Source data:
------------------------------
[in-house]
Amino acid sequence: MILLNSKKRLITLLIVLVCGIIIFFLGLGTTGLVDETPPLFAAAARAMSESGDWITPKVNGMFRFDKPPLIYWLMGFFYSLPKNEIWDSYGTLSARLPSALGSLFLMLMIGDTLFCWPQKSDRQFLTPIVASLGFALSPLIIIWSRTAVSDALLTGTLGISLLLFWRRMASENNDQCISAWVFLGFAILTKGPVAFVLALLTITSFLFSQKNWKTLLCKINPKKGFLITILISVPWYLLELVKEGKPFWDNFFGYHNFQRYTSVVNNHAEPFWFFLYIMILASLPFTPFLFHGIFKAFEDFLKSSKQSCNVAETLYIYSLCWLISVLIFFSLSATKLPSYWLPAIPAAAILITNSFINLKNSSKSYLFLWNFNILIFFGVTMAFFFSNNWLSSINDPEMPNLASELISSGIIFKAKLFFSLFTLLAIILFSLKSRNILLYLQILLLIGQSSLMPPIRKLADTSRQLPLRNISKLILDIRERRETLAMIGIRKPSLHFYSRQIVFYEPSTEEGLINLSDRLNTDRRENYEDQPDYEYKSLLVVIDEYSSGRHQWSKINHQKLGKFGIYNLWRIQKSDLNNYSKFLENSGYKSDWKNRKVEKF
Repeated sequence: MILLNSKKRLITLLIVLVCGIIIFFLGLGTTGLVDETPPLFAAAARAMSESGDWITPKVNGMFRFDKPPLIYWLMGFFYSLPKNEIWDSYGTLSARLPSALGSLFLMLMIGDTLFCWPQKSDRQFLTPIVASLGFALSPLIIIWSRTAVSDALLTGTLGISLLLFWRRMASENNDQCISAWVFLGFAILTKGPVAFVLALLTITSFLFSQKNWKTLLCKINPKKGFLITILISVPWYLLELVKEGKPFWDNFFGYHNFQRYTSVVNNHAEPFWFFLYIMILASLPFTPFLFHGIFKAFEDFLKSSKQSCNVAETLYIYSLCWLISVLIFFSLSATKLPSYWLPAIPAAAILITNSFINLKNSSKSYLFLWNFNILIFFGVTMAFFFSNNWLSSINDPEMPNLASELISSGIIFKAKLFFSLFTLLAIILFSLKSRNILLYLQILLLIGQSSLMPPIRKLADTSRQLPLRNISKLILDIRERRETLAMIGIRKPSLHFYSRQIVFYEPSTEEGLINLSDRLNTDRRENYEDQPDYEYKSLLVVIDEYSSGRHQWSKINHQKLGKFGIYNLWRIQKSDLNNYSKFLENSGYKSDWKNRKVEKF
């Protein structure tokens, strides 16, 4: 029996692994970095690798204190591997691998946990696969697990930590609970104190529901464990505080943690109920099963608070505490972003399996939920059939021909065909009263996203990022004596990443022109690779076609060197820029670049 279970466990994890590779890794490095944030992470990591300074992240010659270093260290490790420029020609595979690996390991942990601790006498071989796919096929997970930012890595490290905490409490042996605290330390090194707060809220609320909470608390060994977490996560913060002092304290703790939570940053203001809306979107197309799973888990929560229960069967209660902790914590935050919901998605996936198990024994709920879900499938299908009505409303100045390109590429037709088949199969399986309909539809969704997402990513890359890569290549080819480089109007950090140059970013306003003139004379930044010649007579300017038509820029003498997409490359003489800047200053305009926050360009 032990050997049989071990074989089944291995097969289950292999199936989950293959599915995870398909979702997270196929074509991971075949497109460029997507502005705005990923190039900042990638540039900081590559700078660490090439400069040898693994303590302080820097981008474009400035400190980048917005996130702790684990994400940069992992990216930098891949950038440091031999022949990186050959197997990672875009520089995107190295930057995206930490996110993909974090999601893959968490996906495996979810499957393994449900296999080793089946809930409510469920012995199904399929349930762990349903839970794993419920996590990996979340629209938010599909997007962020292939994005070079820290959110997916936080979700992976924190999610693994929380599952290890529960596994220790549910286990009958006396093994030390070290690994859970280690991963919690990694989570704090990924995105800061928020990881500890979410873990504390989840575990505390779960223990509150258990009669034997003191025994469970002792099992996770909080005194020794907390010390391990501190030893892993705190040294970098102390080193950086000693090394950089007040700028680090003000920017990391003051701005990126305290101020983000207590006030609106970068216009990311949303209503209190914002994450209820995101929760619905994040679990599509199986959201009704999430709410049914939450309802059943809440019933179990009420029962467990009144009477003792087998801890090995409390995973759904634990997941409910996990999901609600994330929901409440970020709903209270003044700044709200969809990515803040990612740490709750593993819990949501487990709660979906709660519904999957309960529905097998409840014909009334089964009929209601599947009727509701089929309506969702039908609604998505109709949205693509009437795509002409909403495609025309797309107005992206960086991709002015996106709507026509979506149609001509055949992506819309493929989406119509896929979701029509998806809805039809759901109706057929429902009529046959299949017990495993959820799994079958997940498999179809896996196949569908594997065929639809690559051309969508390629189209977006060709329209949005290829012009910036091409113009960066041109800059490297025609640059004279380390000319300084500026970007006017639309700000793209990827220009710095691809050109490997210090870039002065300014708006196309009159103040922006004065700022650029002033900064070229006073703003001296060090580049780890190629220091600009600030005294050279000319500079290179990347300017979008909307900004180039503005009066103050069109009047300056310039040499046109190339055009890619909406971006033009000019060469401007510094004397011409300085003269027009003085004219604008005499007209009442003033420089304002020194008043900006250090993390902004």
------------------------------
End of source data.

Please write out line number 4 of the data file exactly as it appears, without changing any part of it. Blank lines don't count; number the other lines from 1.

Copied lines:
């Protein structure tokens, strides 16, 4: 029996692994970095690798204190591997691998946990696969697990930590609970104190529901464990505080943690109920099963608070505490972003399996939920059939021909065909009263996203990022004596990443022109690779076609060197820029670049 279970466990994890590779890794490095944030992470990591300074992240010659270093260290490790420029020609595979690996390991942990601790006498071989796919096929997970930012890595490290905490409490042996605290330390090194707060809220609320909470608390060994977490996560913060002092304290703790939570940053203001809306979107197309799973888990929560229960069967209660902790914590935050919901998605996936198990024994709920879900499938299908009505409303100045390109590429037709088949199969399986309909539809969704997402990513890359890569290549080819480089109007950090140059970013306003003139004379930044010649007579300017038509820029003498997409490359003489800047200053305009926050360009 032990050997049989071990074989089944291995097969289950292999199936989950293959599915995870398909979702997270196929074509991971075949497109460029997507502005705005990923190039900042990638540039900081590559700078660490090439400069040898693994303590302080820097981008474009400035400190980048917005996130702790684990994400940069992992990216930098891949950038440091031999022949990186050959197997990672875009520089995107190295930057995206930490996110993909974090999601893959968490996906495996979810499957393994449900296999080793089946809930409510469920012995199904399929349930762990349903839970794993419920996590990996979340629209938010599909997007962020292939994005070079820290959110997916936080979700992976924190999610693994929380599952290890529960596994220790549910286990009958006396093994030390070290690994859970280690991963919690990694989570704090990924995105800061928020990881500890979410873990504390989840575990505390779960223990509150258990009669034997003191025994469970002792099992996770909080005194020794907390010390391990501190030893892993705190040294970098102390080193950086000693090394950089007040700028680090003000920017990391003051701005990126305290101020983000207590006030609106970068216009990311949303209503209190914002994450209820995101929760619905994040679990599509199986959201009704999430709410049914939450309802059943809440019933179990009420029962467990009144009477003792087998801890090995409390995973759904634990997941409910996990999901609600994330929901409440970020709903209270003044700044709200969809990515803040990612740490709750593993819990949501487990709660979906709660519904999957309960529905097998409840014909009334089964009929209601599947009727509701089929309506969702039908609604998505109709949205693509009437795509002409909403495609025309797309107005992206960086991709002015996106709507026509979506149609001509055949992506819309493929989406119509896929979701029509998806809805039809759901109706057929429902009529046959299949017990495993959820799994079958997940498999179809896996196949569908594997065929639809690559051309969508390629189209977006060709329209949005290829012009910036091409113009960066041109800059490297025609640059004279380390000319300084500026970007006017639309700000793209990827220009710095691809050109490997210090870039002065300014708006196309009159103040922006004065700022650029002033900064070229006073703003001296060090580049780890190629220091600009600030005294050279000319500079290179990347300017979008909307900004180039503005009066103050069109009047300056310039040499046109190339055009890619909406971006033009000019060469401007510094004397011409300085003269027009003085004219604008005499007209009442003033420089304002020194008043900006250090993390902004």